Back to School

It’s the beginning of another another academic year. In addition to teaching online courses, I am once again teaching Thermodynamics at Anderson University. I love teaching thermodynamics, because it is a difficult subject, but it explains so much about creation. Unfortunately, many scientists and even some engineers (like Bill Nye) don’t understand it. I hope that my students walk away with a solid grasp of the subject.

Of course, teaching at the university on top of my online courses will make me a lot busier than I should be, so I am not sure how much time I will have for blogging. I will try to write at least once a week, but we will see how that goes. For now, I hope that you enjoy this video, which is the demonstration I did for the first day of class. A variation of the first part of the demo (the aluminum foil heat engine) is in the last book of my elementary science series, Science in the Industrial Age. Students make the engine when they learn about Sadi Carnot, the father of thermodynamics.

8 thoughts on “Back to School”

  1. Hope you do teach well, and have fun with your students! Now, about thermodynamics, I recently found an article(sadly, it’s just in Portuguese), at Wikipedia which seen to contradict creationists in the topic of second law of thermodynamics. What’s our opinion on this article?(perhaps you will take a long time to answer, but will wait anyway)

    God Enlighten you!

    1. That’s a bit more complicated, but it is also a heat engine. The darker sides of the diamonds absorb more light than the silver sides, so the darker side is warmer. That makes the gas on the darker side warmer than the gas on the silver side. At the edges of the triangles, the motion of the atoms in the metal forces the cooler air to move towards the warmer air (this only works at the edges, but it’s enough). That increases the pressure on the warmer side, causing a net force that is directed from the warm side to the cold side.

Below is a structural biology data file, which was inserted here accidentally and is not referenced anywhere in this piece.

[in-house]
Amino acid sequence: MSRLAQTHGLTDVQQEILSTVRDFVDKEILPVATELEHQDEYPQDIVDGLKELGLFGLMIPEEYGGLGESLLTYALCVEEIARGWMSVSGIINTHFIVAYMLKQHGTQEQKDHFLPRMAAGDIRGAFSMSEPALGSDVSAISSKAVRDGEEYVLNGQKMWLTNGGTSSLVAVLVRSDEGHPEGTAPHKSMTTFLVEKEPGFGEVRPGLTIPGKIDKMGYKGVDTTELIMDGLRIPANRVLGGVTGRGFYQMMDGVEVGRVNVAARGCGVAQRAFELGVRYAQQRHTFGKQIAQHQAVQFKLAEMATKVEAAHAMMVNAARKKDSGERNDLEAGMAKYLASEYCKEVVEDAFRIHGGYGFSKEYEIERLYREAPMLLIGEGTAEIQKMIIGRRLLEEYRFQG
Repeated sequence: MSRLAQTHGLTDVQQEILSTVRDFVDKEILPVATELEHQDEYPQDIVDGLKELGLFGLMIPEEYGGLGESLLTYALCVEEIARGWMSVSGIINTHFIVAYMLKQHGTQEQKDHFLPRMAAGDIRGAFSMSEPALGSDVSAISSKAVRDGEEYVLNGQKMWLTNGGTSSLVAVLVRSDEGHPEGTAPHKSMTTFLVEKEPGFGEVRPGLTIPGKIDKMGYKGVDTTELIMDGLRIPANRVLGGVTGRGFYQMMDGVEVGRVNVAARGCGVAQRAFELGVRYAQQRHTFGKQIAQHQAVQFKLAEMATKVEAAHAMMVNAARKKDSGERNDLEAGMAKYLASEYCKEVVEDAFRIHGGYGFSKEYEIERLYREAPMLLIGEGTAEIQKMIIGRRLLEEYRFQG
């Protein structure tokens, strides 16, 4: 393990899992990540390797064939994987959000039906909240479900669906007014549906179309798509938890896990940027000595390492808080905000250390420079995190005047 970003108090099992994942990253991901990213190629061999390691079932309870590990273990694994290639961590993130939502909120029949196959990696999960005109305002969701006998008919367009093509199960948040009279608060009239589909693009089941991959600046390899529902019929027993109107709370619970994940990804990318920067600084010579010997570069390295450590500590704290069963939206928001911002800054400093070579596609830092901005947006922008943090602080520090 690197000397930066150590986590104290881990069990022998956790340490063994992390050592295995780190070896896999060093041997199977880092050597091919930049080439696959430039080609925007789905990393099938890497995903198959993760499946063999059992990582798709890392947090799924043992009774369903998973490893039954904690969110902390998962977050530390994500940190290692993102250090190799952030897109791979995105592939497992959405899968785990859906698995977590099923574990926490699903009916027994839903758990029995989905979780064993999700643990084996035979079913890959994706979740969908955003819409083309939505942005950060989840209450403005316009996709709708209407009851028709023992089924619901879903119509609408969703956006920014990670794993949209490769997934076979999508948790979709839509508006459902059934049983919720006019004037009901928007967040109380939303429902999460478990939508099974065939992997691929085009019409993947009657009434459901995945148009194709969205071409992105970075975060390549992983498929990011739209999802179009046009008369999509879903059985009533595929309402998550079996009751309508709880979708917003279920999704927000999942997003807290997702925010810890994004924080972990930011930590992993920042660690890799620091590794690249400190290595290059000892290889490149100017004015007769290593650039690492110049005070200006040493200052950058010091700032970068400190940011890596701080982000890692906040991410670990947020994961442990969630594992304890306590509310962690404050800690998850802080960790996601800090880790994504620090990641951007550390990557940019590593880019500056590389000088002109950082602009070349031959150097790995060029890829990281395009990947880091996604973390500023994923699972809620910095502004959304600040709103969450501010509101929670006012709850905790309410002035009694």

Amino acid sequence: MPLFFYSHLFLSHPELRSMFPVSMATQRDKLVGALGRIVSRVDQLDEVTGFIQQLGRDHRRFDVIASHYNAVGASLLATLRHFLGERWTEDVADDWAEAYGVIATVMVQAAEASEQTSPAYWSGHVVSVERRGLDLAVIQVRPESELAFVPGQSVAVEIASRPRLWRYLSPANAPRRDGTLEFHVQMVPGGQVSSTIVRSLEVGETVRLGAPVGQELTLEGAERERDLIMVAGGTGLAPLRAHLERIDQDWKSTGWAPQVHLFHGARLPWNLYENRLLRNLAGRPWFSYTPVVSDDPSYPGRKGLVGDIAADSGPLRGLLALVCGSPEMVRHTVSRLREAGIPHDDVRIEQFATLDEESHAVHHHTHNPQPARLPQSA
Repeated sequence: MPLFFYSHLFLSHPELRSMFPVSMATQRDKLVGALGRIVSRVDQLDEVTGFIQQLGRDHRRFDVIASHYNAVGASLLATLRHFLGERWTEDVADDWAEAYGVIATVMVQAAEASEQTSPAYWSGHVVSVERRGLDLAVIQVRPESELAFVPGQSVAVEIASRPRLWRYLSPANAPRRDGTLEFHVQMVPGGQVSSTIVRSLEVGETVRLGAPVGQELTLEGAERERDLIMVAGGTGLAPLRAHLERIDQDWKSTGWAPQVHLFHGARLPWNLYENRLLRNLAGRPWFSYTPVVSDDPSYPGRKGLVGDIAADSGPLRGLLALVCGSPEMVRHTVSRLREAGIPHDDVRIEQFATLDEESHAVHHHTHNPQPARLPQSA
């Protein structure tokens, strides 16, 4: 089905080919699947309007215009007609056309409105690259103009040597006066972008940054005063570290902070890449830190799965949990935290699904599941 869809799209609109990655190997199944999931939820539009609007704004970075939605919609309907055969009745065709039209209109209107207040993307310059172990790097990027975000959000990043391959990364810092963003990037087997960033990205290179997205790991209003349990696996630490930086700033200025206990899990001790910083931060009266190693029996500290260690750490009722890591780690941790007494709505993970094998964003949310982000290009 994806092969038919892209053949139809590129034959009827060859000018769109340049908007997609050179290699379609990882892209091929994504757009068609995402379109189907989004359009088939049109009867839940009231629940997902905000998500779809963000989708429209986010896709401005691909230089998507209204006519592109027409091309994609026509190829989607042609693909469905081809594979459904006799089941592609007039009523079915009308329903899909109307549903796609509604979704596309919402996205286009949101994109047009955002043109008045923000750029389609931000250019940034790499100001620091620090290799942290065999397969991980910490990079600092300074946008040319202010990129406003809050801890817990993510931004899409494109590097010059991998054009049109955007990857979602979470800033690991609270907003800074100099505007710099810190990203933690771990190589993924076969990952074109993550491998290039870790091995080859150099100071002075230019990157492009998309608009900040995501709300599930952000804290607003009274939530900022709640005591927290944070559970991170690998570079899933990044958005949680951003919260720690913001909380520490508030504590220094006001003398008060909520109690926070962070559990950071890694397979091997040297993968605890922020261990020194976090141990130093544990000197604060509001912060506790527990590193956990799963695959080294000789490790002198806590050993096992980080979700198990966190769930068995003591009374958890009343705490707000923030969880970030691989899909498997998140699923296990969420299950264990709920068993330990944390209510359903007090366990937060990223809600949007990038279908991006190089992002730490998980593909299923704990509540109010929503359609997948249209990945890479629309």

Interestingly enough, it took a few years to get to the answer. Crookes thought the light was exerting pressure, but that doesn’t work, because the next year, it was shown that the radiometer doesn’t spin in a good vacuum. It only spins in a partial vacuum. Three years later, Osborne Reynolds came up with the answer above. He showed that gas moves from the cooler side of a porous metal to the warmer side of a porous metal. This was called a “Reynold’s plate.” It was then shown that the edges of the diamonds on the Crookes radiometer act like the pores in a Reynold’s plate.

      1. That’s pretty awesome. I always loved those things as a kid. Thanks for the great explanation.

    1. The first paper is by Granville Sewell, and he doesn’t understand what compensation means. He seems to think that the compensation argument can apply to two completely different processes: one that decreases entropy and one that increases entropy. It cannot. The Second Law tells us that the entropy of the universe must stay the same or increase for each individual process. The articles I linked to you demonstrate that he is completely wrong. In addition, his argument that thermal entropy doesn’t apply to information is wrong. We know that information and thermal entropy are connected. I cannot read the full version of the second article you linked, but based on the abstract, it is making correct statements.

      1. Thanks for your answer, Dr. Jay! I came across the first paper through this post. and the other one I found that the first was cited in another paper(the second). Generally, I respect Evolution News(and other sites, and authors which I like), but this doesn’t mean they are 100% correct at all times!

        Thank you for be honest with me!

        God Enlighten you!

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